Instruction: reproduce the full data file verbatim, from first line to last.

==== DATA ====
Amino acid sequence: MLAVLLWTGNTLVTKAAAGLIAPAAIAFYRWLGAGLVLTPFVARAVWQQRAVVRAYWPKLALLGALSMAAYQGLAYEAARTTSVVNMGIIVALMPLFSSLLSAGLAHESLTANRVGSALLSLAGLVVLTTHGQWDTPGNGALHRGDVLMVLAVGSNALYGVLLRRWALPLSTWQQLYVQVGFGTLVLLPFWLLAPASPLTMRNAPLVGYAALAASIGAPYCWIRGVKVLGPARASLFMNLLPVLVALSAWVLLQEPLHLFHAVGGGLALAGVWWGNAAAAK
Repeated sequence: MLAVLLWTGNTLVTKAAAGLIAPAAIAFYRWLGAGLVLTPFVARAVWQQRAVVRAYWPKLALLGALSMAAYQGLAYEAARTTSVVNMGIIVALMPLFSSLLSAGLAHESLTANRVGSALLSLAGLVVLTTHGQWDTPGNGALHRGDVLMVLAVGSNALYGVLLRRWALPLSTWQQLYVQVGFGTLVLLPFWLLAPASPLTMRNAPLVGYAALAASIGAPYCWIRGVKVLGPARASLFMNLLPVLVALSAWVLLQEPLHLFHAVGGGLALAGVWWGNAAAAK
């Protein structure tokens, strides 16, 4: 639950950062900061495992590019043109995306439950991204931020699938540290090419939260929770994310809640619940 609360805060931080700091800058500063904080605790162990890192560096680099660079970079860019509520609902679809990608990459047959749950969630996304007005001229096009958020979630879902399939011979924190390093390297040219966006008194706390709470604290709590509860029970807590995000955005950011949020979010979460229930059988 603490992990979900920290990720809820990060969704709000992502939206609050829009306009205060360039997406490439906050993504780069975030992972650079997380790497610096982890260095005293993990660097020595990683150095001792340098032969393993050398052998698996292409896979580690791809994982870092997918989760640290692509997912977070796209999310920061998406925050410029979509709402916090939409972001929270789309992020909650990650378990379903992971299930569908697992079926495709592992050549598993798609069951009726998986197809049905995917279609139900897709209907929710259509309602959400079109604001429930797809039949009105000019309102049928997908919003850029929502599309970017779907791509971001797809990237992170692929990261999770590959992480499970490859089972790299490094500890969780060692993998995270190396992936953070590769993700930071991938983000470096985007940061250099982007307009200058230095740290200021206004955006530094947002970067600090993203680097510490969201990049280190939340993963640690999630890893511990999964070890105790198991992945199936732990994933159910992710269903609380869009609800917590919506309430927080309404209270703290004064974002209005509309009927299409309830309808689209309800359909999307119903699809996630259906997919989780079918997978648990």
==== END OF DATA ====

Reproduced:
Amino acid sequence: MLAVLLWTGNTLVTKAAAGLIAPAAIAFYRWLGAGLVLTPFVARAVWQQRAVVRAYWPKLALLGALSMAAYQGLAYEAARTTSVVNMGIIVALMPLFSSLLSAGLAHESLTANRVGSALLSLAGLVVLTTHGQWDTPGNGALHRGDVLMVLAVGSNALYGVLLRRWALPLSTWQQLYVQVGFGTLVLLPFWLLAPASPLTMRNAPLVGYAALAASIGAPYCWIRGVKVLGPARASLFMNLLPVLVALSAWVLLQEPLHLFHAVGGGLALAGVWWGNAAAAK
Repeated sequence: MLAVLLWTGNTLVTKAAAGLIAPAAIAFYRWLGAGLVLTPFVARAVWQQRAVVRAYWPKLALLGALSMAAYQGLAYEAARTTSVVNMGIIVALMPLFSSLLSAGLAHESLTANRVGSALLSLAGLVVLTTHGQWDTPGNGALHRGDVLMVLAVGSNALYGVLLRRWALPLSTWQQLYVQVGFGTLVLLPFWLLAPASPLTMRNAPLVGYAALAASIGAPYCWIRGVKVLGPARASLFMNLLPVLVALSAWVLLQEPLHLFHAVGGGLALAGVWWGNAAAAK
């Protein structure tokens, strides 16, 4: 639950950062900061495992590019043109995306439950991204931020699938540290090419939260929770994310809640619940 609360805060931080700091800058500063904080605790162990890192560096680099660079970079860019509520609902679809990608990459047959749950969630996304007005001229096009958020979630879902399939011979924190390093390297040219966006008194706390709470604290709590509860029970807590995000955005950011949020979010979460229930059988 603490992990979900920290990720809820990060969704709000992502939206609050829009306009205060360039997406490439906050993504780069975030992972650079997380790497610096982890260095005293993990660097020595990683150095001792340098032969393993050398052998698996292409896979580690791809994982870092997918989760640290692509997912977070796209999310920061998406925050410029979509709402916090939409972001929270789309992020909650990650378990379903992971299930569908697992079926495709592992050549598993798609069951009726998986197809049905995917279609139900897709209907929710259509309602959400079109604001429930797809039949009105000019309102049928997908919003850029929502599309970017779907791509971001797809990237992170692929990261999770590959992480499970490859089972790299490094500890969780060692993998995270190396992936953070590769993700930071991938983000470096985007940061250099982007307009200058230095740290200021206004955006530094947002970067600090993203680097510490969201990049280190939340993963640690999630890893511990999964070890105790198991992945199936732990994933159910992710269903609380869009609800917590919506309430927080309404209270703290004064974002209005509309009927299409309830309808689209309800359909999307119903699809996630259906997919989780079918997978648990």